Abstract: Drift prospecting has been utilized throughout the Slave Province in the Northwest Territories for decades, where glaciation and erosion within the past 10 000 years has produced the dispersion of minerals from their original host to till in their surrounding areas. This study is part of the greater Slave Province geophysical, surficial materials and permafrost study: a Northwest Territories Geological Survey (NTGS) led government-academic-industry research program. The purpose of this particular research is to assess kimberlite indicator minerals (KIMs) for any potential signature that may coincide with glacial dispersal trains through quantitative mineralogical and geochemical analysis. The NTGS has recently published data on Southern Slave Province surficial materials, which is useful as a comparative tool in the analysis of potential dispersal trains. Samples were collected from surficial sediment at various targets throughout the 75N and M NTS zones. Sample locations were chosen based on their down-ice position with respect to known kimberlites and gravity anomalies previously identified by the NTGS. Samples were preferentially collected from active and recently inactive frost boils. Overall, twenty-one 10 kg samples were collected and examined for KIMs. Several samples contain KIMs in moderate to high concentrations. Positive identifications of Cr-pyrope, chromite, Mg-ilmenite, and Cr-diopside have been confirmed in preliminary analysis. Of the identified KIMs garnet is the most abundant at 78 %, followed by chromite at 13 %, ilmenite at 8.9 %, and Cr-diopside at 0.5 %. Quantitative analyses are reported on confirmed KIMs: Cr-pyrope, Mg-ilmenite, Cr-diopside, chromite, and olivine for each sample site. The results of the analyses will be used to make further insights into till and kimberlite geochemistry of the Southern Slave Province.
DS201909-2028
2019
Cangelosi, D., Broom-Fendley, S., Banks, D., Morgan, D., Yardley, B.LREE redistribution during hydrothermal alteration at the Okorusu carbonatite complex, Namibia.Mineralogical Magazine, in press available 54p. PdfAfrica, Namibiacarbonatite - Okorusu

Abstract: The Cretaceous Okorusu carbonatite, Namibia, includes diopside-bearing and pegmatitic calcite carbonatites, both exhibiting hydrothermally altered mineral assemblages. In unaltered carbonatite, REE, Sr and Ba are largely hosted by calcite and fluorapatite. However, in hydrothermally altered carbonatites, small (< 50 µm) parisite-(Ce) grains are the dominant REE host, while Ba and Sr are hosted in baryte, celestine, strontianite and witherite. Hydrothermal calcite has a much lower trace element content than the original, magmatic calcite. Despite the low REE contents of the hydrothermal calcite, the REE patterns are similar to those of parisite-(Ce), and magmatic minerals and mafic rocks associated with the carbonatites. These similarities suggest that hydrothermal alteration remobilised REE from magmatic minerals, predominantly calcite, without significant fractionation or addition from an external source. Ba and Sr released during alteration were mainly reprecipitated as sulfates. The breakdown of magmatic pyrite into Fe-hydroxide is inferred to be the main source of sulfate. The behaviour of sulfur suggests that the hydrothermal fluid was somewhat oxidising and it may have been part of a geothermal circulation system. Late hydrothermal massive fluorite replaced the calcite carbonatites at Okorusu and resulted in extensive chemical change, suggesting continued magmatic contributions to the fluid system.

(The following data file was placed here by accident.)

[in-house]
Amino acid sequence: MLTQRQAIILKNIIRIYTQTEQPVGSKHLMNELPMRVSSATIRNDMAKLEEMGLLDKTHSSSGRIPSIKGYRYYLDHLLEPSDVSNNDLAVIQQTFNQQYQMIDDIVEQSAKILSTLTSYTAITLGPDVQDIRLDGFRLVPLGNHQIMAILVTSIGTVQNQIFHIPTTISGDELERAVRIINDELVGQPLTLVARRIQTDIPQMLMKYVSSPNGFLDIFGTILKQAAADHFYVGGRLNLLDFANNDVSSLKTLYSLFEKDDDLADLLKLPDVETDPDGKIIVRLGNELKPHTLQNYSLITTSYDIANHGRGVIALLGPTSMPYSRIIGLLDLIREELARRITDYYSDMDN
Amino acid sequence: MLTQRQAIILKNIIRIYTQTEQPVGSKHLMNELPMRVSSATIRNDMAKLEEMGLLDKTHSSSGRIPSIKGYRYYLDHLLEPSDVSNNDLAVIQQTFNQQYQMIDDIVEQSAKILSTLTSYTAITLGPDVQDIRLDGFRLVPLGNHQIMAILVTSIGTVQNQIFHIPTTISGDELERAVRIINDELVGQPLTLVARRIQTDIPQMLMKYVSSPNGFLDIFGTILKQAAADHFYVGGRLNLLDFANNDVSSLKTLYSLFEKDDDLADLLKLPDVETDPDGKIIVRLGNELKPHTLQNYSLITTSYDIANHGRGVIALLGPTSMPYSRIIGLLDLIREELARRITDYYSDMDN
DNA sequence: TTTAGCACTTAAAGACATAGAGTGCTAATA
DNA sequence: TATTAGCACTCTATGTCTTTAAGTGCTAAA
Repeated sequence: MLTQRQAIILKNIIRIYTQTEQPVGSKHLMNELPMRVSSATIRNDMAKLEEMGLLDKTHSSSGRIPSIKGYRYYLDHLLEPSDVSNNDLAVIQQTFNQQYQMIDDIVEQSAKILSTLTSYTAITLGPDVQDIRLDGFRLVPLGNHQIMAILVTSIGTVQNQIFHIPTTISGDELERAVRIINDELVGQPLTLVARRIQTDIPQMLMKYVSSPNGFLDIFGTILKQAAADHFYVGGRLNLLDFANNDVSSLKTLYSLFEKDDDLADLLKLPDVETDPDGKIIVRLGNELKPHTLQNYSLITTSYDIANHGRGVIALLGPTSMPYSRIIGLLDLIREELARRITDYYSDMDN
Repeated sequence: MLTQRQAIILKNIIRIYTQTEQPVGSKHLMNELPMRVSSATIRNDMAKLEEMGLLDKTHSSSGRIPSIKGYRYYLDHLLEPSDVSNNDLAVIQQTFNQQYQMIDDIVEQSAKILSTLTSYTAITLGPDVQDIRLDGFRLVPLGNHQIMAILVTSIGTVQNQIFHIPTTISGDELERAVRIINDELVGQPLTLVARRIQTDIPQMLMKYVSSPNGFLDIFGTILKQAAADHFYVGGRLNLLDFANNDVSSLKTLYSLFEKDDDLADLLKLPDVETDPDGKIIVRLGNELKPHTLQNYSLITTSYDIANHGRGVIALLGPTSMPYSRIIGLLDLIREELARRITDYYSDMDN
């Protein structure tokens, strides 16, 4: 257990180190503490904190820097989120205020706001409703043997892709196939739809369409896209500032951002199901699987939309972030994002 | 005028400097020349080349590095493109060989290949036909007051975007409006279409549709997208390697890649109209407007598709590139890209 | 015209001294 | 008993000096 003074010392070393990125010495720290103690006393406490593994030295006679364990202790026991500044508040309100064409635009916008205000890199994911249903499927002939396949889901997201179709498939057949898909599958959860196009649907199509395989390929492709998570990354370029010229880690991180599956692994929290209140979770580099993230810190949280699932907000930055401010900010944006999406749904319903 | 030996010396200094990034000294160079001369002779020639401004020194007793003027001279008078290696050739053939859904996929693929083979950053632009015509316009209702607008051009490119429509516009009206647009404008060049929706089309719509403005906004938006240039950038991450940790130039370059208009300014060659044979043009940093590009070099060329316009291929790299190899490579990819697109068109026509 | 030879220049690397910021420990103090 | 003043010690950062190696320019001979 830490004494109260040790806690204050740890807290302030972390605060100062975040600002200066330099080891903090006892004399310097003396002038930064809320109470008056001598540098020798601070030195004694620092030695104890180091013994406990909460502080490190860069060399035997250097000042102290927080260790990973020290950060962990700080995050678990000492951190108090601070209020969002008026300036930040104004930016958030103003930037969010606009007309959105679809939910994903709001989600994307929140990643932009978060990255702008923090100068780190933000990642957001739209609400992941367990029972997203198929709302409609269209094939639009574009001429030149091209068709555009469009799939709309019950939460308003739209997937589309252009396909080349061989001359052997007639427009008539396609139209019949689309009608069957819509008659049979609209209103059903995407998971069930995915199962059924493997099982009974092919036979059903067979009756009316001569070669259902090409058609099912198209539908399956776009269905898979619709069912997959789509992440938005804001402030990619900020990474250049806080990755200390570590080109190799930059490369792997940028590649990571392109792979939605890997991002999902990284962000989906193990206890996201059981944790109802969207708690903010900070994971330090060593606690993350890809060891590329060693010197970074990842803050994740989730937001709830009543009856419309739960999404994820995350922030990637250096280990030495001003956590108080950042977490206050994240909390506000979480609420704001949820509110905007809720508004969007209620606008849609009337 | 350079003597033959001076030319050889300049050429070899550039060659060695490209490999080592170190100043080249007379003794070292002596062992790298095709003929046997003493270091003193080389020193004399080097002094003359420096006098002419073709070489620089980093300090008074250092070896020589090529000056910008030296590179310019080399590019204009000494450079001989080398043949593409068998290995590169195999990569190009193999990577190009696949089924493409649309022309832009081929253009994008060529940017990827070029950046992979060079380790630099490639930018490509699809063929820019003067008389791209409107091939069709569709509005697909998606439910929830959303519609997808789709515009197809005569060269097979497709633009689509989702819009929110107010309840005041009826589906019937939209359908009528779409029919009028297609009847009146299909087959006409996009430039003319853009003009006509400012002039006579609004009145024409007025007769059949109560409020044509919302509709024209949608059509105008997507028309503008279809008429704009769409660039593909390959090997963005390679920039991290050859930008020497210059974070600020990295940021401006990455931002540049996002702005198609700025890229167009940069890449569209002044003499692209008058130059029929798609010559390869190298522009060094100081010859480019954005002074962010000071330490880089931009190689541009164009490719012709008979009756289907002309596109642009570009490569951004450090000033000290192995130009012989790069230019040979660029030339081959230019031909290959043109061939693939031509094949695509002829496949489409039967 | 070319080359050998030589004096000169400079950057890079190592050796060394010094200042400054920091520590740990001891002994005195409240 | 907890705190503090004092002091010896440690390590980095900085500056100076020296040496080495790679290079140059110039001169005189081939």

DS201905-1019
2019
Canil, D., Grundy, R., Johnston, S.T.Thermal history of the Donjek harzburgite massif in ophiolite from Yukon, Canada with implications for the cooling of oceanic mantle lithosphere.Lithos, Vol. 328-329, pp. 33-42.Canada, Yukongeothermometry

Abstract: We examine the partial melting and the cooling history of a ~5?km section of mantle lithosphere preserved in the Donjek massif, part of a Permian ophiolite in the northern Cordillera of Yukon, Canada. The mantle rocks are depleted spinel harzburgite containing <3% clinopyroxene displaying steep rare-earth element (REE) chondrite-normalized profiles and low (Gd/Yb)n (0.02 to 0.07) compared to most other ophiolites. The REE patterns of clinopyroxene can be modeled as 16-20% partial melts of typical depleted mid-ocean ridge (MOR) mantle. The REE exchange between coexisting ortho- and clinopyroxene preserves temperatures (TREE) of 1150-1360?°C, some of the highest values recorded in ophiolites and abyssal peridotites, and show a positive correlation with CaMg exchange (solvus) temperatures (TBKN) of 900-970?°C. The harzburgite represents lithosphere formed at an initial melting temperature of ~ 1350?°C that cooled at rate of 10-1 to 10-4?°C/year as deduced by TREE values with cation diffusion and grain size data. The TREE temperatures and cooling rates for the Donjek massif show a regular systematic variation with depth from the crust-mantle transition along a trend similar to the Samail ophiolite of Oman, consistent with conductive heat transfer beneath a cool lower crust. High near-solidus temperatures and the cooling rates in the massif were a consequence of rapid obduction against oceanic crust along either a transform or low angle detachment soon after melt extraction. Final emplacement of the ophiolite as klippen on underlying continental crust occurred ~ 40?m.y. later.
DS201911-2513
2019
Capitanio, F.A., Nebel, O. Cawood, P.A., Weinberg, R.F.. Chouddhury, P.Reconciling thermal regimes and tectonics of the early Earth.Geology, Vol. 47, pp. 923-927.Mantlegeothermometry